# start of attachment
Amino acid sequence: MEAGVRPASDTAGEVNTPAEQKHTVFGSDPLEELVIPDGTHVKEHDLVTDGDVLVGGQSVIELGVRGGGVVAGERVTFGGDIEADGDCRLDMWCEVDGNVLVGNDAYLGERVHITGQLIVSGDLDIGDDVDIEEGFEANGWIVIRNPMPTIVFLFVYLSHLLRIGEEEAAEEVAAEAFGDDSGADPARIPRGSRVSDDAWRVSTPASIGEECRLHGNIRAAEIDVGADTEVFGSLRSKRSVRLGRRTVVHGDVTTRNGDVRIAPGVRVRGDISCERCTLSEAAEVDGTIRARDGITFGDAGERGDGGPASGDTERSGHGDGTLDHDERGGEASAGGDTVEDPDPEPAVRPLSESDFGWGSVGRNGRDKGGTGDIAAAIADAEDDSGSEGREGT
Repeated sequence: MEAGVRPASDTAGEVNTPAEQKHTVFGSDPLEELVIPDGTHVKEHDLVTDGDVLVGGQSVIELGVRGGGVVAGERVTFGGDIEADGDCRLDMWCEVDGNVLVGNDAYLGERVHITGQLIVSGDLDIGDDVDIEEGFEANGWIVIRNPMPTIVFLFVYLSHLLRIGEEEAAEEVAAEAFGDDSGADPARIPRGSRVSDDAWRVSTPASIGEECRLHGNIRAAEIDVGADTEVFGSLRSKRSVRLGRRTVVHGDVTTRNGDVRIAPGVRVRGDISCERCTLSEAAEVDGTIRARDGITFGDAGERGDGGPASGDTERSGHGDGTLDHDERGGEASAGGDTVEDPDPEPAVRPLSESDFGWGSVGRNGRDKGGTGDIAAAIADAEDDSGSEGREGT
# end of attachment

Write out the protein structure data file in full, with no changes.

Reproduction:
Amino acid sequence: MEAGVRPASDTAGEVNTPAEQKHTVFGSDPLEELVIPDGTHVKEHDLVTDGDVLVGGQSVIELGVRGGGVVAGERVTFGGDIEADGDCRLDMWCEVDGNVLVGNDAYLGERVHITGQLIVSGDLDIGDDVDIEEGFEANGWIVIRNPMPTIVFLFVYLSHLLRIGEEEAAEEVAAEAFGDDSGADPARIPRGSRVSDDAWRVSTPASIGEECRLHGNIRAAEIDVGADTEVFGSLRSKRSVRLGRRTVVHGDVTTRNGDVRIAPGVRVRGDISCERCTLSEAAEVDGTIRARDGITFGDAGERGDGGPASGDTERSGHGDGTLDHDERGGEASAGGDTVEDPDPEPAVRPLSESDFGWGSVGRNGRDKGGTGDIAAAIADAEDDSGSEGREGT
Repeated sequence: MEAGVRPASDTAGEVNTPAEQKHTVFGSDPLEELVIPDGTHVKEHDLVTDGDVLVGGQSVIELGVRGGGVVAGERVTFGGDIEADGDCRLDMWCEVDGNVLVGNDAYLGERVHITGQLIVSGDLDIGDDVDIEEGFEANGWIVIRNPMPTIVFLFVYLSHLLRIGEEEAAEEVAAEAFGDDSGADPARIPRGSRVSDDAWRVSTPASIGEECRLHGNIRAAEIDVGADTEVFGSLRSKRSVRLGRRTVVHGDVTTRNGDVRIAPGVRVRGDISCERCTLSEAAEVDGTIRARDGITFGDAGERGDGGPASGDTERSGHGDGTLDHDERGGEASAGGDTVEDPDPEPAVRPLSESDFGWGSVGRNGRDKGGTGDIAAAIADAEDDSGSEGREGT